This interesting historical sidenote comes via Shorpy. This is inventor Charles Francis Jenkins, who later became an early pioneer of television and founder of SMPTE, the Society of Motion Picture and Television Engineers, who, though they may not be a household name, created color bars for calibrating screen color that everyone will recognize. He’s demonstrating a 1925 prototype of motion picture broadcasting that creates moving pictures when hooked up to the radio, which he first described it in 1913, but didn’t build and demonstrate till the early 1920s.
From the description, I believe that the box on the right is projecting onto the white space inside the frame on the wall, with a reflector in the raised portion of the box redirecting light from a bulb beneath it. There’s most likely a spinning disk in the semi-circle, driven by a motor that takes up the rest of the box. My initial thought was that the disk contained the frames of the animation of the girl, but after reading more, I don’t believe that’s the case – the image is actually being transmitted and created on the fly. This is mechanical television, which is a different beast from the television technology that soon dominated, Farnsworth’s electronic television, and I’m not certain how the images are being created from the transmitted signal.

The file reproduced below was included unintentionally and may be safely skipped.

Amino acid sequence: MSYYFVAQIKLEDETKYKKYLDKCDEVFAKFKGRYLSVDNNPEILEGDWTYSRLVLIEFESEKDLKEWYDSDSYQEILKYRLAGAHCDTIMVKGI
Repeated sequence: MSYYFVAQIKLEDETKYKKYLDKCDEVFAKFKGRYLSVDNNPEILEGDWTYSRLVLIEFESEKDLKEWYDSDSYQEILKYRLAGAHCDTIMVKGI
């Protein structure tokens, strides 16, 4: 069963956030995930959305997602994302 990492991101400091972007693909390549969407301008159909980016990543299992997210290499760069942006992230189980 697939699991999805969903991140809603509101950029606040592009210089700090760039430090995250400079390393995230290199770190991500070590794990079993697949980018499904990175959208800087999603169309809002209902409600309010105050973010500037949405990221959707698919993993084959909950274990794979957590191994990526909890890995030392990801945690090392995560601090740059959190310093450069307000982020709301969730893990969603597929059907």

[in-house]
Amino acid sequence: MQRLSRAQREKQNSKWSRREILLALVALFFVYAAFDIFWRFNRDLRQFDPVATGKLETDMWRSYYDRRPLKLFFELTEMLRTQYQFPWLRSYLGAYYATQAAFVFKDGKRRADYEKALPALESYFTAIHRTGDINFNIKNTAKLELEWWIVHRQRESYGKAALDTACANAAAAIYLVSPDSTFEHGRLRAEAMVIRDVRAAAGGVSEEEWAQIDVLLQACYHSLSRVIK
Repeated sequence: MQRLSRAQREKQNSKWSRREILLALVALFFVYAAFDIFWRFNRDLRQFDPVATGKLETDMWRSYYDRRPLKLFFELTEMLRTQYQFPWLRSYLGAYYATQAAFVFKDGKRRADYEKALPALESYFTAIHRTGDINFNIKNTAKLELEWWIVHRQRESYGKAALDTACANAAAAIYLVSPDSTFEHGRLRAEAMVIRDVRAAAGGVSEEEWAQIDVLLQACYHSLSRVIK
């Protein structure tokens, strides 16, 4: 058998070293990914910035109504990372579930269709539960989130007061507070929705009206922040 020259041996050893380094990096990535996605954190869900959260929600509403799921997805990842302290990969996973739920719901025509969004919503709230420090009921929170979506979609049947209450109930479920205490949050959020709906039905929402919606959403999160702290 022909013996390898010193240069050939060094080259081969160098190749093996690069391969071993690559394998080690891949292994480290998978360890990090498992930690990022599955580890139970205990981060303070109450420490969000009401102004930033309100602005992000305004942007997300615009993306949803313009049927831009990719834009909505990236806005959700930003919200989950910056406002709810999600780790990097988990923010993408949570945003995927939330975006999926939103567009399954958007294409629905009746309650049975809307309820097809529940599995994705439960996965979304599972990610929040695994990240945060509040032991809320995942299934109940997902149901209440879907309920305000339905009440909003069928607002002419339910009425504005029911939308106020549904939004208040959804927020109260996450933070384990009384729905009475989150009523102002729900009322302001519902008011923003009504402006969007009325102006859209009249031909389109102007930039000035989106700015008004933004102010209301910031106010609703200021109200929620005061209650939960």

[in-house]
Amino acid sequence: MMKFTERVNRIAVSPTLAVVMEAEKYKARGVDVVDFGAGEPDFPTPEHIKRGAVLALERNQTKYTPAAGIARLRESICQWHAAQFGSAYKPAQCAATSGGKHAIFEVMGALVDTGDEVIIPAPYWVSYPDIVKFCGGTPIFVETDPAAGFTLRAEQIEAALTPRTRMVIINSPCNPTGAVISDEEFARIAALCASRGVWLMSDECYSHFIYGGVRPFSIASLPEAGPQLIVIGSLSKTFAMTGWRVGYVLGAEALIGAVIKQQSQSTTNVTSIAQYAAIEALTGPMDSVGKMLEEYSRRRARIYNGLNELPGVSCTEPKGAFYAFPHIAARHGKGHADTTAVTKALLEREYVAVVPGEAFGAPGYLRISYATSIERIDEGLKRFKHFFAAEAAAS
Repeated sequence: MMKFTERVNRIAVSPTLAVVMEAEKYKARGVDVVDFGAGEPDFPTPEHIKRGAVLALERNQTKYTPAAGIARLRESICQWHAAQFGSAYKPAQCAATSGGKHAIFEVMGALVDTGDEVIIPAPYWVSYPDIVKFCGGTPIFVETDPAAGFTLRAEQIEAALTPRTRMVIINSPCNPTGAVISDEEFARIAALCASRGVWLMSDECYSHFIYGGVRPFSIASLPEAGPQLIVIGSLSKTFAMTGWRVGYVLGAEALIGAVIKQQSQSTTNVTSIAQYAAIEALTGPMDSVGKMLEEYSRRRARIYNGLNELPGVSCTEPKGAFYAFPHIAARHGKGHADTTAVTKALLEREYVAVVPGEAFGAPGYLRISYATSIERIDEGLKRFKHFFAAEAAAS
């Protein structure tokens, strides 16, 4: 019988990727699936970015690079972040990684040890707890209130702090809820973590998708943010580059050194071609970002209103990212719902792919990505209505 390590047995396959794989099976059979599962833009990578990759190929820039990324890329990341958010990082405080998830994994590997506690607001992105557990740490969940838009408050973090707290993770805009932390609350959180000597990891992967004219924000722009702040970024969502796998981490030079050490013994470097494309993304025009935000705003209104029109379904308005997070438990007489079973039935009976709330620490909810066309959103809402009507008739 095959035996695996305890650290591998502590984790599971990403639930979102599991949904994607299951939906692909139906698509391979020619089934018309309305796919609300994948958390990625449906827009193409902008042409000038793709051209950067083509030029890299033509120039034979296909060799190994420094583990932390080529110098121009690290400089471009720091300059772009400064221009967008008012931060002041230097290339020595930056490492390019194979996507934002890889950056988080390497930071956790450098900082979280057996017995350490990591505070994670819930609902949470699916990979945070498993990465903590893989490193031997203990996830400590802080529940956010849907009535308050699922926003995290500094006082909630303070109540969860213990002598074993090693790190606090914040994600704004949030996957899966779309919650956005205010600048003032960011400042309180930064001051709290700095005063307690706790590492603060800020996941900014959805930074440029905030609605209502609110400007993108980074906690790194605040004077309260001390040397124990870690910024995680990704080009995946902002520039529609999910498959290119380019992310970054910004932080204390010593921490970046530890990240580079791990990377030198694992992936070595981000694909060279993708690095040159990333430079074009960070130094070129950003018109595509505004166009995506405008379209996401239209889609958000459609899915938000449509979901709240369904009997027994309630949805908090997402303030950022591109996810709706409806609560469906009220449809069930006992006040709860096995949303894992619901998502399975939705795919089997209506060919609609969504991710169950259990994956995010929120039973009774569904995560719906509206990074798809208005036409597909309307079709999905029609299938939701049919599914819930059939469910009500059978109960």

Jenkins’ history with motion pictures stretches back to 1894, when he started work on a project that would later be acquired by Edison, and hundreds of patents later, turned towards military and commercial modifications for aircraft and ships. But he’s also responsible for that spiral-formed cardboard box your Quaker Oats come in.